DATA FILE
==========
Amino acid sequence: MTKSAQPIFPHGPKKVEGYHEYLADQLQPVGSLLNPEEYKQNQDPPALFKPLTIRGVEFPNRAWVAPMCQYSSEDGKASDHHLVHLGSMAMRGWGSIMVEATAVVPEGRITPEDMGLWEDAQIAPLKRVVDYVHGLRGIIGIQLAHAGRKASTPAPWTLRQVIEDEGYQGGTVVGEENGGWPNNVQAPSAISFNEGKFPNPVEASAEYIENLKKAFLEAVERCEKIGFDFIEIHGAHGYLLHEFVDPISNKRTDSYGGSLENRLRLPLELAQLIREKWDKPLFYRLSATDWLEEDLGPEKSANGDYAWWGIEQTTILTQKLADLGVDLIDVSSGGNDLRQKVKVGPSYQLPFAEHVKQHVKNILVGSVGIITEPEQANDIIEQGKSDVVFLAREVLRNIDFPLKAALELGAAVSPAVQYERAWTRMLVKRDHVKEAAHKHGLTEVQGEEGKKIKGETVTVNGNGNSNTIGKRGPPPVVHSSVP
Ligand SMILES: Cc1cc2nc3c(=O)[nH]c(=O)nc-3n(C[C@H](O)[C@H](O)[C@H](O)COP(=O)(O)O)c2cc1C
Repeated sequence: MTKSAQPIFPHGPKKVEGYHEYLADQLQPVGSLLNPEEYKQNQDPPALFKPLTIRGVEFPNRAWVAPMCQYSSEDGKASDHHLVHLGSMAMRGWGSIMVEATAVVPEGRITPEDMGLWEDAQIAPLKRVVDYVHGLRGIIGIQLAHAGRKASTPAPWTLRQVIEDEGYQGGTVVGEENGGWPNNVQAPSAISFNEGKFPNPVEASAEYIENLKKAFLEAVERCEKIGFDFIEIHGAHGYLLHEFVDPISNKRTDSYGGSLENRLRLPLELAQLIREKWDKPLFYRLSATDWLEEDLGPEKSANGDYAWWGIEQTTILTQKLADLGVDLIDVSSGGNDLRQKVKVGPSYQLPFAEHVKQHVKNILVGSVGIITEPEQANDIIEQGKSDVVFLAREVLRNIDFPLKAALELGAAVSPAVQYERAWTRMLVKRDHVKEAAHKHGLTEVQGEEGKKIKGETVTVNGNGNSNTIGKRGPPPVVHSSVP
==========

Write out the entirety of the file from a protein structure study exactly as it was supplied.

Amino acid sequence: MTKSAQPIFPHGPKKVEGYHEYLADQLQPVGSLLNPEEYKQNQDPPALFKPLTIRGVEFPNRAWVAPMCQYSSEDGKASDHHLVHLGSMAMRGWGSIMVEATAVVPEGRITPEDMGLWEDAQIAPLKRVVDYVHGLRGIIGIQLAHAGRKASTPAPWTLRQVIEDEGYQGGTVVGEENGGWPNNVQAPSAISFNEGKFPNPVEASAEYIENLKKAFLEAVERCEKIGFDFIEIHGAHGYLLHEFVDPISNKRTDSYGGSLENRLRLPLELAQLIREKWDKPLFYRLSATDWLEEDLGPEKSANGDYAWWGIEQTTILTQKLADLGVDLIDVSSGGNDLRQKVKVGPSYQLPFAEHVKQHVKNILVGSVGIITEPEQANDIIEQGKSDVVFLAREVLRNIDFPLKAALELGAAVSPAVQYERAWTRMLVKRDHVKEAAHKHGLTEVQGEEGKKIKGETVTVNGNGNSNTIGKRGPPPVVHSSVP
Ligand SMILES: Cc1cc2nc3c(=O)[nH]c(=O)nc-3n(C[C@H](O)[C@H](O)[C@H](O)COP(=O)(O)O)c2cc1C
Repeated sequence: MTKSAQPIFPHGPKKVEGYHEYLADQLQPVGSLLNPEEYKQNQDPPALFKPLTIRGVEFPNRAWVAPMCQYSSEDGKASDHHLVHLGSMAMRGWGSIMVEATAVVPEGRITPEDMGLWEDAQIAPLKRVVDYVHGLRGIIGIQLAHAGRKASTPAPWTLRQVIEDEGYQGGTVVGEENGGWPNNVQAPSAISFNEGKFPNPVEASAEYIENLKKAFLEAVERCEKIGFDFIEIHGAHGYLLHEFVDPISNKRTDSYGGSLENRLRLPLELAQLIREKWDKPLFYRLSATDWLEEDLGPEKSANGDYAWWGIEQTTILTQKLADLGVDLIDVSSGGNDLRQKVKVGPSYQLPFAEHVKQHVKNILVGSVGIITEPEQANDIIEQGKSDVVFLAREVLRNIDFPLKAALELGAAVSPAVQYERAWTRMLVKRDHVKEAAHKHGLTEVQGEEGKKIKGETVTVNGNGNSNTIGKRGPPPVVHSSVP